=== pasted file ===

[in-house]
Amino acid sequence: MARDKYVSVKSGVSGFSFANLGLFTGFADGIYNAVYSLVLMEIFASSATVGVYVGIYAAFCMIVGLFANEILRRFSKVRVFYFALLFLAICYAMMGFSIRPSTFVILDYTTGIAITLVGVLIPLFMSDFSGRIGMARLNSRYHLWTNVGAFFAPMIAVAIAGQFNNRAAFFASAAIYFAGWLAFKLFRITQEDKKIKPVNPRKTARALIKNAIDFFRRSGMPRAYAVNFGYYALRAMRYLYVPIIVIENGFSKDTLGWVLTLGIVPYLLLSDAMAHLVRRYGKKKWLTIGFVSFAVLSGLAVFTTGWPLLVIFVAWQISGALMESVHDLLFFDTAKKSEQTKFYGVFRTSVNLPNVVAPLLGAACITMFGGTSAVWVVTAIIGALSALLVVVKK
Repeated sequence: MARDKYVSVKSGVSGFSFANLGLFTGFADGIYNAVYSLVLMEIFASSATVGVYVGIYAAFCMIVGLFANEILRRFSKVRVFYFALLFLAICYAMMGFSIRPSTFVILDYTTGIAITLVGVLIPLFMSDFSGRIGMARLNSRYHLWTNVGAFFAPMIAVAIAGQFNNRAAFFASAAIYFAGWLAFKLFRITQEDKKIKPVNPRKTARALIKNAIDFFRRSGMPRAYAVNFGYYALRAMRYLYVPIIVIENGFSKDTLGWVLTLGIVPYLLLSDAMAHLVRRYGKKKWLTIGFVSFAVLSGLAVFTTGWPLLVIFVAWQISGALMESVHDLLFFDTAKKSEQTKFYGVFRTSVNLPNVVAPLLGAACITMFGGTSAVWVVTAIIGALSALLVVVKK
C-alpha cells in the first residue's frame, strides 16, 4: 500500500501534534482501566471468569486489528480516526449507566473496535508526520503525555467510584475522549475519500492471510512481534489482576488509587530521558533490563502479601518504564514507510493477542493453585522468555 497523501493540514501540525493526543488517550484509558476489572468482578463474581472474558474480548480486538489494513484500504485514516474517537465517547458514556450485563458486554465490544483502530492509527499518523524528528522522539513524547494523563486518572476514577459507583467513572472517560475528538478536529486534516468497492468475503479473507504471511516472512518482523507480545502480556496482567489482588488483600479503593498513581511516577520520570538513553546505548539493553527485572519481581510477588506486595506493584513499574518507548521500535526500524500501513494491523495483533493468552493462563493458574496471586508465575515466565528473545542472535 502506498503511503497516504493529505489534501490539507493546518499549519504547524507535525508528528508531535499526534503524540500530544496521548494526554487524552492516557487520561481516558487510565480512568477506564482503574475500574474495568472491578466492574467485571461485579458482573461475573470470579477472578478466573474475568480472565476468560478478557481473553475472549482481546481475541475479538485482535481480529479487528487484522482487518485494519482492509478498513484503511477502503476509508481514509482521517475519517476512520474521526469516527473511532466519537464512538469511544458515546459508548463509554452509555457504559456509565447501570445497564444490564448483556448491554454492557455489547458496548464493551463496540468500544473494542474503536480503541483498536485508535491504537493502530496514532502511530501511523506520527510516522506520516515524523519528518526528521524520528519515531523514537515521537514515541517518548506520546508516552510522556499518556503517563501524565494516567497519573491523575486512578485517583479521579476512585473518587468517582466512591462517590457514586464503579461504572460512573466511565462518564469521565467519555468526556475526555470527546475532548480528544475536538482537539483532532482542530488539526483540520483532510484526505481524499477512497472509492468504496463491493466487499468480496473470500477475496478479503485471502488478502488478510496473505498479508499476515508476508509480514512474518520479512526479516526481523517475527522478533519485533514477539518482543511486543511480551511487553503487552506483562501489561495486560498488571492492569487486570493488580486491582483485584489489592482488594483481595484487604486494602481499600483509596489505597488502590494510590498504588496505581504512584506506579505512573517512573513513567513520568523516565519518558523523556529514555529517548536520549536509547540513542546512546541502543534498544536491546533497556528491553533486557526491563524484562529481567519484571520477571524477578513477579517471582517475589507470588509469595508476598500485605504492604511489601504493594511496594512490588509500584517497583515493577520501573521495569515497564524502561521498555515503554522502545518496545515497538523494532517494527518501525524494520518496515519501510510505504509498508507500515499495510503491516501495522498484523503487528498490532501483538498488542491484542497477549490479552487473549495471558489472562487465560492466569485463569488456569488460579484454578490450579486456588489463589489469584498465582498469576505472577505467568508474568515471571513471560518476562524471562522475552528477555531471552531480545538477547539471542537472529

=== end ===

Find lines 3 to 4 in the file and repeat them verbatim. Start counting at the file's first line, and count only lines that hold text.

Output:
Repeated sequence: MARDKYVSVKSGVSGFSFANLGLFTGFADGIYNAVYSLVLMEIFASSATVGVYVGIYAAFCMIVGLFANEILRRFSKVRVFYFALLFLAICYAMMGFSIRPSTFVILDYTTGIAITLVGVLIPLFMSDFSGRIGMARLNSRYHLWTNVGAFFAPMIAVAIAGQFNNRAAFFASAAIYFAGWLAFKLFRITQEDKKIKPVNPRKTARALIKNAIDFFRRSGMPRAYAVNFGYYALRAMRYLYVPIIVIENGFSKDTLGWVLTLGIVPYLLLSDAMAHLVRRYGKKKWLTIGFVSFAVLSGLAVFTTGWPLLVIFVAWQISGALMESVHDLLFFDTAKKSEQTKFYGVFRTSVNLPNVVAPLLGAACITMFGGTSAVWVVTAIIGALSALLVVVKK
C-alpha cells in the first residue's frame, strides 16, 4: 500500500501534534482501566471468569486489528480516526449507566473496535508526520503525555467510584475522549475519500492471510512481534489482576488509587530521558533490563502479601518504564514507510493477542493453585522468555 497523501493540514501540525493526543488517550484509558476489572468482578463474581472474558474480548480486538489494513484500504485514516474517537465517547458514556450485563458486554465490544483502530492509527499518523524528528522522539513524547494523563486518572476514577459507583467513572472517560475528538478536529486534516468497492468475503479473507504471511516472512518482523507480545502480556496482567489482588488483600479503593498513581511516577520520570538513553546505548539493553527485572519481581510477588506486595506493584513499574518507548521500535526500524500501513494491523495483533493468552493462563493458574496471586508465575515466565528473545542472535 502506498503511503497516504493529505489534501490539507493546518499549519504547524507535525508528528508531535499526534503524540500530544496521548494526554487524552492516557487520561481516558487510565480512568477506564482503574475500574474495568472491578466492574467485571461485579458482573461475573470470579477472578478466573474475568480472565476468560478478557481473553475472549482481546481475541475479538485482535481480529479487528487484522482487518485494519482492509478498513484503511477502503476509508481514509482521517475519517476512520474521526469516527473511532466519537464512538469511544458515546459508548463509554452509555457504559456509565447501570445497564444490564448483556448491554454492557455489547458496548464493551463496540468500544473494542474503536480503541483498536485508535491504537493502530496514532502511530501511523506520527510516522506520516515524523519528518526528521524520528519515531523514537515521537514515541517518548506520546508516552510522556499518556503517563501524565494516567497519573491523575486512578485517583479521579476512585473518587468517582466512591462517590457514586464503579461504572460512573466511565462518564469521565467519555468526556475526555470527546475532548480528544475536538482537539483532532482542530488539526483540520483532510484526505481524499477512497472509492468504496463491493466487499468480496473470500477475496478479503485471502488478502488478510496473505498479508499476515508476508509480514512474518520479512526479516526481523517475527522478533519485533514477539518482543511486543511480551511487553503487552506483562501489561495486560498488571492492569487486570493488580486491582483485584489489592482488594483481595484487604486494602481499600483509596489505597488502590494510590498504588496505581504512584506506579505512573517512573513513567513520568523516565519518558523523556529514555529517548536520549536509547540513542546512546541502543534498544536491546533497556528491553533486557526491563524484562529481567519484571520477571524477578513477579517471582517475589507470588509469595508476598500485605504492604511489601504493594511496594512490588509500584517497583515493577520501573521495569515497564524502561521498555515503554522502545518496545515497538523494532517494527518501525524494520518496515519501510510505504509498508507500515499495510503491516501495522498484523503487528498490532501483538498488542491484542497477549490479552487473549495471558489472562487465560492466569485463569488456569488460579484454578490450579486456588489463589489469584498465582498469576505472577505467568508474568515471571513471560518476562524471562522475552528477555531471552531480545538477547539471542537472529